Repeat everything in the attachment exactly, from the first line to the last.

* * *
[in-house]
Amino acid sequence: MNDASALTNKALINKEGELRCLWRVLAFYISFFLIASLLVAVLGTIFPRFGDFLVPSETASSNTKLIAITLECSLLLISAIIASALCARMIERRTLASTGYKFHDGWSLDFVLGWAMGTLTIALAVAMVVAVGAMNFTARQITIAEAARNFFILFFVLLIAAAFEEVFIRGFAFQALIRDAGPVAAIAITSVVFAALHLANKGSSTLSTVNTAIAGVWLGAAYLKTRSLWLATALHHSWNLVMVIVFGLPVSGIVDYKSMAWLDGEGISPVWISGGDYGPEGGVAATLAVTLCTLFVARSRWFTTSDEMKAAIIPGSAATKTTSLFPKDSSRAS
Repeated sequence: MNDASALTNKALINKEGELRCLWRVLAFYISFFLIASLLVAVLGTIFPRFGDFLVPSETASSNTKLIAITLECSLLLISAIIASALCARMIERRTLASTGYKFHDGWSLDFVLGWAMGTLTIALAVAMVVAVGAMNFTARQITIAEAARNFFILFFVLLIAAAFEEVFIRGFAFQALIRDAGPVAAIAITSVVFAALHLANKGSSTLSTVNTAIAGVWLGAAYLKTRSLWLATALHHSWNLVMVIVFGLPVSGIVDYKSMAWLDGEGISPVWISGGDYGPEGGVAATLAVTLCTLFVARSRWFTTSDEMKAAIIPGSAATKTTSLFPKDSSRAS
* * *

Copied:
[in-house]
Amino acid sequence: MNDASALTNKALINKEGELRCLWRVLAFYISFFLIASLLVAVLGTIFPRFGDFLVPSETASSNTKLIAITLECSLLLISAIIASALCARMIERRTLASTGYKFHDGWSLDFVLGWAMGTLTIALAVAMVVAVGAMNFTARQITIAEAARNFFILFFVLLIAAAFEEVFIRGFAFQALIRDAGPVAAIAITSVVFAALHLANKGSSTLSTVNTAIAGVWLGAAYLKTRSLWLATALHHSWNLVMVIVFGLPVSGIVDYKSMAWLDGEGISPVWISGGDYGPEGGVAATLAVTLCTLFVARSRWFTTSDEMKAAIIPGSAATKTTSLFPKDSSRAS
Repeated sequence: MNDASALTNKALINKEGELRCLWRVLAFYISFFLIASLLVAVLGTIFPRFGDFLVPSETASSNTKLIAITLECSLLLISAIIASALCARMIERRTLASTGYKFHDGWSLDFVLGWAMGTLTIALAVAMVVAVGAMNFTARQITIAEAARNFFILFFVLLIAAAFEEVFIRGFAFQALIRDAGPVAAIAITSVVFAALHLANKGSSTLSTVNTAIAGVWLGAAYLKTRSLWLATALHHSWNLVMVIVFGLPVSGIVDYKSMAWLDGEGISPVWISGGDYGPEGGVAATLAVTLCTLFVARSRWFTTSDEMKAAIIPGSAATKTTSLFPKDSSRAS